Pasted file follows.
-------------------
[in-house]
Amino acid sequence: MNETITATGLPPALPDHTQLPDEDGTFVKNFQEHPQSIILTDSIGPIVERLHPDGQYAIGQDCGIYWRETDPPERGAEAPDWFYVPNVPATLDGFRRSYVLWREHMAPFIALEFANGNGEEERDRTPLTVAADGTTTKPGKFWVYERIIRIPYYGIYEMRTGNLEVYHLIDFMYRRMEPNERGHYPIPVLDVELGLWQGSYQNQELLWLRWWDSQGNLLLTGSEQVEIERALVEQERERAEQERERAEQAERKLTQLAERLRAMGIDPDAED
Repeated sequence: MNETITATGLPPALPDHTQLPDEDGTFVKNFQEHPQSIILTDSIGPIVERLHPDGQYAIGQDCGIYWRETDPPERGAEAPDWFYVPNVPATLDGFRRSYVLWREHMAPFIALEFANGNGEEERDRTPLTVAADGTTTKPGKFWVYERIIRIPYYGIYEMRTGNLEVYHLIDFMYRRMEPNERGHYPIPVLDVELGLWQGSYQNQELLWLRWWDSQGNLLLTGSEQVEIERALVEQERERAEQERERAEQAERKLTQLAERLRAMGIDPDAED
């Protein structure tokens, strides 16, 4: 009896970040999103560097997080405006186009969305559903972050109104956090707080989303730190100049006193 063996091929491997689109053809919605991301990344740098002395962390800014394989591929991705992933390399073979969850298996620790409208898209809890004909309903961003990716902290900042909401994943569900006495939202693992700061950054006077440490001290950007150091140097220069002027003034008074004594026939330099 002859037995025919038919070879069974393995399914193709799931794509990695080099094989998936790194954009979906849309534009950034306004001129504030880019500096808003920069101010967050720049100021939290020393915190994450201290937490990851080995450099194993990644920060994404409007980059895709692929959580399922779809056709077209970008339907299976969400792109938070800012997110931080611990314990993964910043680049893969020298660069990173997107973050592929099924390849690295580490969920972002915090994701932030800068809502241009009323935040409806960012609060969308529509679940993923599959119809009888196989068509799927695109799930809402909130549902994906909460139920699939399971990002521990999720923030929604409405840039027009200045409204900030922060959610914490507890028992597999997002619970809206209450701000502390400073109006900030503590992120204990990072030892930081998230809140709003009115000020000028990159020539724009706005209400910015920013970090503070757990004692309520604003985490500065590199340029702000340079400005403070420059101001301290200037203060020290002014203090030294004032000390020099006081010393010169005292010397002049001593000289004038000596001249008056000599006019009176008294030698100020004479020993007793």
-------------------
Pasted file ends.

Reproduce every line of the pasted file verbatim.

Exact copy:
[in-house]
Amino acid sequence: MNETITATGLPPALPDHTQLPDEDGTFVKNFQEHPQSIILTDSIGPIVERLHPDGQYAIGQDCGIYWRETDPPERGAEAPDWFYVPNVPATLDGFRRSYVLWREHMAPFIALEFANGNGEEERDRTPLTVAADGTTTKPGKFWVYERIIRIPYYGIYEMRTGNLEVYHLIDFMYRRMEPNERGHYPIPVLDVELGLWQGSYQNQELLWLRWWDSQGNLLLTGSEQVEIERALVEQERERAEQERERAEQAERKLTQLAERLRAMGIDPDAED
Repeated sequence: MNETITATGLPPALPDHTQLPDEDGTFVKNFQEHPQSIILTDSIGPIVERLHPDGQYAIGQDCGIYWRETDPPERGAEAPDWFYVPNVPATLDGFRRSYVLWREHMAPFIALEFANGNGEEERDRTPLTVAADGTTTKPGKFWVYERIIRIPYYGIYEMRTGNLEVYHLIDFMYRRMEPNERGHYPIPVLDVELGLWQGSYQNQELLWLRWWDSQGNLLLTGSEQVEIERALVEQERERAEQERERAEQAERKLTQLAERLRAMGIDPDAED
């Protein structure tokens, strides 16, 4: 009896970040999103560097997080405006186009969305559903972050109104956090707080989303730190100049006193 063996091929491997689109053809919605991301990344740098002395962390800014394989591929991705992933390399073979969850298996620790409208898209809890004909309903961003990716902290900042909401994943569900006495939202693992700061950054006077440490001290950007150091140097220069002027003034008074004594026939330099 002859037995025919038919070879069974393995399914193709799931794509990695080099094989998936790194954009979906849309534009950034306004001129504030880019500096808003920069101010967050720049100021939290020393915190994450201290937490990851080995450099194993990644920060994404409007980059895709692929959580399922779809056709077209970008339907299976969400792109938070800012997110931080611990314990993964910043680049893969020298660069990173997107973050592929099924390849690295580490969920972002915090994701932030800068809502241009009323935040409806960012609060969308529509679940993923599959119809009888196989068509799927695109799930809402909130549902994906909460139920699939399971990002521990999720923030929604409405840039027009200045409204900030922060959610914490507890028992597999997002619970809206209450701000502390400073109006900030503590992120204990990072030892930081998230809140709003009115000020000028990159020539724009706005209400910015920013970090503070757990004692309520604003985490500065590199340029702000340079400005403070420059101001301290200037203060020290002014203090030294004032000390020099006081010393010169005292010397002049001593000289004038000596001249008056000599006019009176008294030698100020004479020993007793």